An Interview with 404th Fighter Squadron Armorer Victor Kramer

It takes teamwork to generate the airpower needed to fly fight and win.  It’s always been that way in aerial warfare.  Usually the pilots receive their due credit, but unfortunately, many members of the ground echelon don’t receive much attention, nor do they ask for it.  But the pilots and P-47s of the 371st Fighter Group would have never left the ground in the European Theater of Operations (ETO) were it not for the untiring efforts of the ground crews.

One of these unsung servicemen is Mr. Victor Kramer, who served as an Armorer in the 404th Fighter Squadron of the 371st Fighter Group.  He loaded the weapons that Frisky was using in combat operations in the European Theater of Operations.  Specifically he serviced a P-47 Thunderbolt in C Flight of the squadron, one flown by Jack Pitts (misspelled in transcription below as Fitz).

Ground crew of Jack Pitts P-47D, 9Q O, Gus, Moses and Vic (From Jack Pitts  book, "P-47 Pilot:  Scared, Bored, & Deadly"

Ground crew of Jack Pitts P-47D, 9Q O, Gus, Moses and Vic (From Jack Pitts book, “P-47 Pilot: Scared, Bored, & Deadly,” page 52)

A description for Victor Kramer’s Military Occupational Specialty (MOS), is as follows from AAF Manual 0-35-1:

MOS 911 Airplane Armorer:  “Inspects and performs 1st and 2nd echelon maintenance on all armament within the unit, and loads bombs and ammunition in aircraft.  Periodically examines aerial machine guns and other aircraft armament and equipment such as aerial cannon, bomb racks, bomb release mechanisms, gun mounts, gun turrets, and pyrotechnics for cleanliness and proper functioning.  Installs armament and equipment and checks their completeness prior to missions.  Removes and replaces aircraft armament to be serviced or repaired.  May remove and replace bombsights. Inspects, disassembles, cleans, repairs, assembles, and makes parts replacements to such weapons as .50 caliber machine guns, .30 caliber machine guns, 37mm cannon, rifles, carbines, and pistols.  Uses depth gauges, and other hand or bench tools in making these repairs. Loads bombs on bomb racks of aircraft prior to missions.  Completion of a course in aircraft armament at an Army school or equivalent experience required.”

Source:  http://forum.armyairforces.com/Description-and-Responsibilities-of-Various-Armorer-Rating-during-WWII-m197640.aspx

Victor B. Kramer is the man either to the left or the right of the pooch - incomplete roster of names in the original caption to correlate (From "The Story of the 371st Fighter Group in the E.T.O., page 100)

Victor B. Kramer is the man either to the left or the right of the pooch – incomplete roster of names in the original caption to correlate (From “The Story of the 371st Fighter Group in the E.T.O., page 100)

A few years ago, Victor Kramer was interviewed about his military experience as part of Veterans History Project of the Library of Congress.  The interview, giving one a sense of the war from an Armorer’s perspective, is available to read online at:

http://lcweb2.loc.gov/diglib/vhp/story/loc.natlib.afc2001001.07853/transcript?ID=sr0001

The P-47 in the fighter-bomber role was a voracious consumer of munitions.  With eight .50 caliber machine guns, up to 3,500 rounds could be carried, which could be a lot of work for an armorer, though the amount varied based on mission requirements.

The gun bay and ammunition storage trays atop one wing are opened for servicing in this view of a 371FG P-47 at a muddy airfield on the Continent.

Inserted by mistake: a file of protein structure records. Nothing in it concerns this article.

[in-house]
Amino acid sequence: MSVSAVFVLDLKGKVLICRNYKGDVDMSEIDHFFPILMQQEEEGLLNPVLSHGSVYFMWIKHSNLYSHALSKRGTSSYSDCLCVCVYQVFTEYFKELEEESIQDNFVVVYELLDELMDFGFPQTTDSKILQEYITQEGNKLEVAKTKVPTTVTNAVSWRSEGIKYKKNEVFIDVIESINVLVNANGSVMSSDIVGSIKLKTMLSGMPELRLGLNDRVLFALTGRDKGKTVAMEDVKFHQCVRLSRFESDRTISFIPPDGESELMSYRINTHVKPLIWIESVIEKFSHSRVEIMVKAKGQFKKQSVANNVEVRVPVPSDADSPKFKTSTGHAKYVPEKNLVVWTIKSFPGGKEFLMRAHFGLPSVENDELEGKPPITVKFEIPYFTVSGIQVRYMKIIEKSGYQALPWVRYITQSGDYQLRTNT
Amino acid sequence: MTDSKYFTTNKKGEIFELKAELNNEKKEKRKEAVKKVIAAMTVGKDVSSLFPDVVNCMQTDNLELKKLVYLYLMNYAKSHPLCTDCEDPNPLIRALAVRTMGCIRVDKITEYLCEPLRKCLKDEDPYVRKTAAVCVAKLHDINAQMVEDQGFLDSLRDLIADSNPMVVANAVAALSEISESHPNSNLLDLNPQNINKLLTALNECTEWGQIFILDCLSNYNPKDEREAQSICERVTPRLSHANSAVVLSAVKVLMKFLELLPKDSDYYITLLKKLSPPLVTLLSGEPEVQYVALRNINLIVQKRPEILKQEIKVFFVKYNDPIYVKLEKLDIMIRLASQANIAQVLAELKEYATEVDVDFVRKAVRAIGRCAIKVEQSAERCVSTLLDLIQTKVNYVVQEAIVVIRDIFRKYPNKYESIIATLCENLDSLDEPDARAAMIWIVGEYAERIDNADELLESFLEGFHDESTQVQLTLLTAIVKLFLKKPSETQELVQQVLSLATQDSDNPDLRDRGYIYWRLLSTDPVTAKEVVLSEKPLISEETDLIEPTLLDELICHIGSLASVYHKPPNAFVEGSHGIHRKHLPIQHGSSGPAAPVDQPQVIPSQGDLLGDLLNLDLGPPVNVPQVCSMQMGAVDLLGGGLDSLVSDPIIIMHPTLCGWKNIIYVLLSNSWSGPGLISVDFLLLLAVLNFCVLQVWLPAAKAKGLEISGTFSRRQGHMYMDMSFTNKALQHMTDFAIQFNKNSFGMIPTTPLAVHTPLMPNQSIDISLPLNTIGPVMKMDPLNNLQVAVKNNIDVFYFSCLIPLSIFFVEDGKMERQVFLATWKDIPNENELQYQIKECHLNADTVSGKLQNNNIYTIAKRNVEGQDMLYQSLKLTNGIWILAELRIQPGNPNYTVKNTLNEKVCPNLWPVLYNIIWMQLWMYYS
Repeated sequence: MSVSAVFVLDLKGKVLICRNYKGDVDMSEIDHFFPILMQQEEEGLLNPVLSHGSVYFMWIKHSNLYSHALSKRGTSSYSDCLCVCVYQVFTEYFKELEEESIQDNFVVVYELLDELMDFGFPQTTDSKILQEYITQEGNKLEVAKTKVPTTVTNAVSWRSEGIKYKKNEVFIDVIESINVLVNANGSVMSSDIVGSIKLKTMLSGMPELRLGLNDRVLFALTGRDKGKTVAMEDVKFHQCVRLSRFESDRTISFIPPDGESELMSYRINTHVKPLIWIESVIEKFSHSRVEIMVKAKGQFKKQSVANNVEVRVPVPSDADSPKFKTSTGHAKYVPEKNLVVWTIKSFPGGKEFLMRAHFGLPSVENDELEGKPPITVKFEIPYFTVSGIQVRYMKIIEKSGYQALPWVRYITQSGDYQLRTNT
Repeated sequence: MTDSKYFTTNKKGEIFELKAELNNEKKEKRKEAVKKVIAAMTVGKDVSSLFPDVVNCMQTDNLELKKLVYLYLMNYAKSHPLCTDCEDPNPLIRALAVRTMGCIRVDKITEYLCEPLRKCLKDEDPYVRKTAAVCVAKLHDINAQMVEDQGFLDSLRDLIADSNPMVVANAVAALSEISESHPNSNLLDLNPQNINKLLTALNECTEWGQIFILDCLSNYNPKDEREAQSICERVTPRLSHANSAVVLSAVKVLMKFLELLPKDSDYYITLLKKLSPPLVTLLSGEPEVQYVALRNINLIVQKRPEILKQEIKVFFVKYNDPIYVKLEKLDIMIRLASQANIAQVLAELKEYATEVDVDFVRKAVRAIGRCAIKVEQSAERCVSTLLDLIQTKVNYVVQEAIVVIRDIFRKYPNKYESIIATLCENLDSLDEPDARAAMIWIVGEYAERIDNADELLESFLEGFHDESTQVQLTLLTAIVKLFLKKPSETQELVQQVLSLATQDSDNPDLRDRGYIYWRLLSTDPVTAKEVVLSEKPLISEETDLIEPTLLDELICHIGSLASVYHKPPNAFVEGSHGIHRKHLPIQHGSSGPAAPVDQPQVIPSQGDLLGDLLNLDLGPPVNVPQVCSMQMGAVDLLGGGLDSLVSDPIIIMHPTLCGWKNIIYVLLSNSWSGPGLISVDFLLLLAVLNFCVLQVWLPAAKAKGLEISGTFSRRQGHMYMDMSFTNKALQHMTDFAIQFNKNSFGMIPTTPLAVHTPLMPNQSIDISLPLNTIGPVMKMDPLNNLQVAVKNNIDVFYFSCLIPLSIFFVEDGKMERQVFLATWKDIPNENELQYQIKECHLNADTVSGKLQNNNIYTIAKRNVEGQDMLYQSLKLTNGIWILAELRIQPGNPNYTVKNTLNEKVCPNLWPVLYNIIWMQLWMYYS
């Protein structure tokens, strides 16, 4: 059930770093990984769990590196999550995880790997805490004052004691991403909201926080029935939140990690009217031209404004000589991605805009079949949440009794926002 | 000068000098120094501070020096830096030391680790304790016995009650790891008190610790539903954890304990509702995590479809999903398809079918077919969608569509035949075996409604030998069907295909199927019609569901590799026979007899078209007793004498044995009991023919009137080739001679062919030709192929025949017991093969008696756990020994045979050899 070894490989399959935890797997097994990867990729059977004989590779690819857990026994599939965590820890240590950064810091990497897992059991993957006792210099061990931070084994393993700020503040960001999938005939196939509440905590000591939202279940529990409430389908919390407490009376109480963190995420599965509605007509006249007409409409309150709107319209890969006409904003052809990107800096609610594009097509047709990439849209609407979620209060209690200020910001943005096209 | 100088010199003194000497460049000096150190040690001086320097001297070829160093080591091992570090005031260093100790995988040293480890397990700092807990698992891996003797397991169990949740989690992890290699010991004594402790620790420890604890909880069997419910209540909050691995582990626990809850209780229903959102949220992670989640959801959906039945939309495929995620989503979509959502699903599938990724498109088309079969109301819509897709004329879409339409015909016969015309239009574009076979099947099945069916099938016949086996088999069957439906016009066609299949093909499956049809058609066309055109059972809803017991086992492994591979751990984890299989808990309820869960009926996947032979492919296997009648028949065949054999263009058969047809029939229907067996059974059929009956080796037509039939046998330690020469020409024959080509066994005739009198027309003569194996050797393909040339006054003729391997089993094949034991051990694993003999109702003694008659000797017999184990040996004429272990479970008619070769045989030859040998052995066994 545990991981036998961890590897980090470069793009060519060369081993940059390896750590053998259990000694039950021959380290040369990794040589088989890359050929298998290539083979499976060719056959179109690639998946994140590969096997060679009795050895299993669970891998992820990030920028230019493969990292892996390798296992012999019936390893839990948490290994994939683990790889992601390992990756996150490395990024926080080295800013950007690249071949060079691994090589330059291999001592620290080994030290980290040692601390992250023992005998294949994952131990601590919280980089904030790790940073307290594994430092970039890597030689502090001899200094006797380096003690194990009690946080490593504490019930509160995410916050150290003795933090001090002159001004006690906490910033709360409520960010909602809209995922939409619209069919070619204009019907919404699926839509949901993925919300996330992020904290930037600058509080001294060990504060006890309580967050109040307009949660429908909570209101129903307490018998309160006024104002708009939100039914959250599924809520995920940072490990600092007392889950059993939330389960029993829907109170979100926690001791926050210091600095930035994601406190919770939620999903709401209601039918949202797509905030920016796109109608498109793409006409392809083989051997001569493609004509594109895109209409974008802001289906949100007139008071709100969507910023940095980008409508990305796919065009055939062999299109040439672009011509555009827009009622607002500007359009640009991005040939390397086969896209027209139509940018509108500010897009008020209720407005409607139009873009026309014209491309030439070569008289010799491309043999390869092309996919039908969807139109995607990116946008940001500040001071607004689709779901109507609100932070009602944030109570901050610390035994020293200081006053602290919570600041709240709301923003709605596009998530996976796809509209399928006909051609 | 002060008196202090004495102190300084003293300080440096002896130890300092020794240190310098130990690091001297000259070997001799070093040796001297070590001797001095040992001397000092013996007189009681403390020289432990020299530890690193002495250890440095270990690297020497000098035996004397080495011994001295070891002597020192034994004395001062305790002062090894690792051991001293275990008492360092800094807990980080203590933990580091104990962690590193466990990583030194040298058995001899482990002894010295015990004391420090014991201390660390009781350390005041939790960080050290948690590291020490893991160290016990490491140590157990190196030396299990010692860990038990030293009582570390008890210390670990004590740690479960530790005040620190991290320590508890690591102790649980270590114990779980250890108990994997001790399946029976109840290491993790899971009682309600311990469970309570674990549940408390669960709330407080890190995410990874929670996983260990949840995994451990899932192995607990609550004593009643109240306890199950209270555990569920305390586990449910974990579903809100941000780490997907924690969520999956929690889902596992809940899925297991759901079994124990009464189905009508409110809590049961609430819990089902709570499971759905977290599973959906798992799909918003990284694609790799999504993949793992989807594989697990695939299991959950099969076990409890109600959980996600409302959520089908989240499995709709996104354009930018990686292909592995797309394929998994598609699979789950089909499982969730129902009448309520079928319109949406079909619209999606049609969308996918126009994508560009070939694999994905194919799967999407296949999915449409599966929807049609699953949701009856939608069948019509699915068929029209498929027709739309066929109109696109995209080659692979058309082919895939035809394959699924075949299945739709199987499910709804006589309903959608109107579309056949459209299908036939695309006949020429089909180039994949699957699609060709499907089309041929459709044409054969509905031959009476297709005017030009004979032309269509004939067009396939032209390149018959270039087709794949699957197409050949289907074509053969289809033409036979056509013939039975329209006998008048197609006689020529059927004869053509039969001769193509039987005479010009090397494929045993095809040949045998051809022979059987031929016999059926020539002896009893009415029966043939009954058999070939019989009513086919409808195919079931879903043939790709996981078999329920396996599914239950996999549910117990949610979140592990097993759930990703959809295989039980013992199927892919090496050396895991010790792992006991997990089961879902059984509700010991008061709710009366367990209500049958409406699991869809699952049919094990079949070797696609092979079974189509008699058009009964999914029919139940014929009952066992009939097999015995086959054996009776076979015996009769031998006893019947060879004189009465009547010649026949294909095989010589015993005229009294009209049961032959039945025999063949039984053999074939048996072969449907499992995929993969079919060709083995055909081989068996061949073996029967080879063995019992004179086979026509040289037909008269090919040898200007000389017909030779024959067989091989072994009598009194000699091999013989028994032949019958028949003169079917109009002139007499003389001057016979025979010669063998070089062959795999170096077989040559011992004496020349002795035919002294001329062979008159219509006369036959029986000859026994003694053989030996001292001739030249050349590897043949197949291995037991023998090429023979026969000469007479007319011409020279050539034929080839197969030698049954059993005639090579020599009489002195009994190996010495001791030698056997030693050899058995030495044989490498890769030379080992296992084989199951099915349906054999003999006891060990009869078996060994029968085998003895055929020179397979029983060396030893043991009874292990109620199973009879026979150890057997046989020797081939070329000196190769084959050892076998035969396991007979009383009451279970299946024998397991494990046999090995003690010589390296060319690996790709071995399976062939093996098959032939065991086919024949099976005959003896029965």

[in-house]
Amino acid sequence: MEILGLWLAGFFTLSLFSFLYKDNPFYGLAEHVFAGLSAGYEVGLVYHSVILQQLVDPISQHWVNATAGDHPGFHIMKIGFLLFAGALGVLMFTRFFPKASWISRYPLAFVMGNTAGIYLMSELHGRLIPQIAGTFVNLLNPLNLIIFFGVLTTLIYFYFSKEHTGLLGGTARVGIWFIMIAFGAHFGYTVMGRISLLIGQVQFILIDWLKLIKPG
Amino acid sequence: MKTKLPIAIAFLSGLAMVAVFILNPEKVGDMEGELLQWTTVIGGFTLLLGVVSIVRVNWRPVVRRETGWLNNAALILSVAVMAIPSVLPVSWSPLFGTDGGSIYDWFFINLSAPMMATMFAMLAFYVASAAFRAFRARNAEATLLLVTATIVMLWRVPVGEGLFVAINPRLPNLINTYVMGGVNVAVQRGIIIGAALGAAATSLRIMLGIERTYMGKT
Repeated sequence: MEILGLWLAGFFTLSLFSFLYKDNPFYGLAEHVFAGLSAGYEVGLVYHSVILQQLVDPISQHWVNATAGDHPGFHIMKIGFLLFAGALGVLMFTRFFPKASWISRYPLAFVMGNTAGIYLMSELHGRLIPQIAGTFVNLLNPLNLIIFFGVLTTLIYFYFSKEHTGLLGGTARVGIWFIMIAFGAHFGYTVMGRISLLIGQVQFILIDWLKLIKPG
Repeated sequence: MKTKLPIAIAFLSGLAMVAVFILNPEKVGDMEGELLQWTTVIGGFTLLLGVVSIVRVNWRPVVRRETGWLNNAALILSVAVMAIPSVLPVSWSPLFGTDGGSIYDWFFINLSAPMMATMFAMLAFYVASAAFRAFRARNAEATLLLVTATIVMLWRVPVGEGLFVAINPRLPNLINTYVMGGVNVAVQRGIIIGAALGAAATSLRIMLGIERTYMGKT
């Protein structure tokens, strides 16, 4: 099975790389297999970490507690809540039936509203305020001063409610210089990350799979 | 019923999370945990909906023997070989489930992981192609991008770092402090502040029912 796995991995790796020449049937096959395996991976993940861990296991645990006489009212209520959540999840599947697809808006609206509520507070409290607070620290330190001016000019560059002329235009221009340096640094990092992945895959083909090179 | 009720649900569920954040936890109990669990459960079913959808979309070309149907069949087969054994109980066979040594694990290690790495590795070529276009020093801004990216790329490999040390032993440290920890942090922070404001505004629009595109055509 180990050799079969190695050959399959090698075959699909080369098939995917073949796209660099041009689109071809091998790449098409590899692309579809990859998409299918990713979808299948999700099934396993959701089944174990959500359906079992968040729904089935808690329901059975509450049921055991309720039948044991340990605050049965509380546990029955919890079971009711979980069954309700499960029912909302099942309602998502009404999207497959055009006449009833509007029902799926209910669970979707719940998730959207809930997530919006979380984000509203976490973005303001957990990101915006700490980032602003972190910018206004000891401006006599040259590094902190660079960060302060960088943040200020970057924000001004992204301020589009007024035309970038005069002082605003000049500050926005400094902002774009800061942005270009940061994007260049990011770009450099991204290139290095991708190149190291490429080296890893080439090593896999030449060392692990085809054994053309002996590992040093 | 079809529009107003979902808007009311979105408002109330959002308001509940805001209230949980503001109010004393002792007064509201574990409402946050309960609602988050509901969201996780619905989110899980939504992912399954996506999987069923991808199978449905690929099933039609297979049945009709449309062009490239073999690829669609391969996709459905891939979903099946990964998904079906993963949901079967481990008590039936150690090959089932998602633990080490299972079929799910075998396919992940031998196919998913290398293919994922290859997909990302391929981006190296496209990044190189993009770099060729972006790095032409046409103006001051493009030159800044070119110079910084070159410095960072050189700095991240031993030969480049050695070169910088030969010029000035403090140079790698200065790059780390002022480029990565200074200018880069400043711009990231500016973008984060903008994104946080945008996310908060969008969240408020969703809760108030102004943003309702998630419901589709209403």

The gun bay and ammunition storage trays atop one wing are opened for servicing in this view of a 371FG P-47 at a muddy airfield on the Continent.

Armorers also made sure the guns were properly aligned as they were regularly removed for maintenance and reinstalled.  Each one had to properly aligned in what was called boresighting.

Armoers "boresight" the .50 caliber machine guns in the right wing of a 371FG P-47.

Armorers “boresight” the .50 caliber machine guns in the right wing of a 371FG P-47.

The P-47 had three points under which it could carry bombs, again, the number and type varying depending on the mission requirements. In the ETO, the armorers were very busy.

An armorer services the .50 caliber machine guns in one of Frisky's Thunderbolts.

An armorer services the .50 caliber machine guns in one of Frisky’s Thunderbolts.

So, a Frisky Kudo goes out to Victor Kramer for recording this interview for us all to enjoy, and for posterity.  The editor of this blog encourages any other 371st Fighter Group veterans and families to document their record of military service for the family, and for sharing with others as well as future generations.  This is an important thing to do.

Consider this quote from General Gordon R. Sullivan, former Chief of Staff of the U.S. Army, “World War II was the largest and most violent armed conflict in the history of mankind. However, the half century that now separates us from that conflict has exacted its toll on our collective knowledge. While World War II continues to absorb the interest of military scholars and historians, as well as its veterans, a generation of Americans has grown to maturity largely unaware of the political, social, and military implications of a war that, more than any other, united us as a people with a common purpose.”

We can all do our part to mitigate the lack of knowledge in today’s generation about this colossal, global war with impact still resonating today by documenting and making available any number of recollections, facts, artifacts, from that time.  For more information on how to do this like Victor Kramer did, via the Veterans History Project, see:

http://www.loc.gov/vets/

Bombs and bullets, bullets and bombs…Frisky poses as an Armorer at Metz Airfield, France

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